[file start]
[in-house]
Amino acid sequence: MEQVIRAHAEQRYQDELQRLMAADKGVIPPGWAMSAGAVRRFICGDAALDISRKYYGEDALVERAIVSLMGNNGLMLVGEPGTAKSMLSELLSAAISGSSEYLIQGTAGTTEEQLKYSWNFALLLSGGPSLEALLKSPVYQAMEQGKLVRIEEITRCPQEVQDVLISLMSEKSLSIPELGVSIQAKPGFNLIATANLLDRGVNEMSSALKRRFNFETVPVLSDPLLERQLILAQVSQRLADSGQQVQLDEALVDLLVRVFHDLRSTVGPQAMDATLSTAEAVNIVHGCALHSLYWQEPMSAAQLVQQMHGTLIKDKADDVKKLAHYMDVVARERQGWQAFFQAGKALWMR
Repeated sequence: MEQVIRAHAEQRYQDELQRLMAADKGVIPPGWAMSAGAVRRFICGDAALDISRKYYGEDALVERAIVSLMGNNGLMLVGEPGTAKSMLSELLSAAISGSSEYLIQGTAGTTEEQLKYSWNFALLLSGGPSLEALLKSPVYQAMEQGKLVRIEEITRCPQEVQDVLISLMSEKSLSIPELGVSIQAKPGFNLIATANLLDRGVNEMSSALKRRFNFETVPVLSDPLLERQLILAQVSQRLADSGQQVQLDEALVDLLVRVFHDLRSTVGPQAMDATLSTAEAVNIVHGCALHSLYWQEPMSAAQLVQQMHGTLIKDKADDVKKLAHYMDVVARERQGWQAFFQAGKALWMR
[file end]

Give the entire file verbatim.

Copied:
[in-house]
Amino acid sequence: MEQVIRAHAEQRYQDELQRLMAADKGVIPPGWAMSAGAVRRFICGDAALDISRKYYGEDALVERAIVSLMGNNGLMLVGEPGTAKSMLSELLSAAISGSSEYLIQGTAGTTEEQLKYSWNFALLLSGGPSLEALLKSPVYQAMEQGKLVRIEEITRCPQEVQDVLISLMSEKSLSIPELGVSIQAKPGFNLIATANLLDRGVNEMSSALKRRFNFETVPVLSDPLLERQLILAQVSQRLADSGQQVQLDEALVDLLVRVFHDLRSTVGPQAMDATLSTAEAVNIVHGCALHSLYWQEPMSAAQLVQQMHGTLIKDKADDVKKLAHYMDVVARERQGWQAFFQAGKALWMR
Repeated sequence: MEQVIRAHAEQRYQDELQRLMAADKGVIPPGWAMSAGAVRRFICGDAALDISRKYYGEDALVERAIVSLMGNNGLMLVGEPGTAKSMLSELLSAAISGSSEYLIQGTAGTTEEQLKYSWNFALLLSGGPSLEALLKSPVYQAMEQGKLVRIEEITRCPQEVQDVLISLMSEKSLSIPELGVSIQAKPGFNLIATANLLDRGVNEMSSALKRRFNFETVPVLSDPLLERQLILAQVSQRLADSGQQVQLDEALVDLLVRVFHDLRSTVGPQAMDATLSTAEAVNIVHGCALHSLYWQEPMSAAQLVQQMHGTLIKDKADDVKKLAHYMDVVARERQGWQAFFQAGKALWMR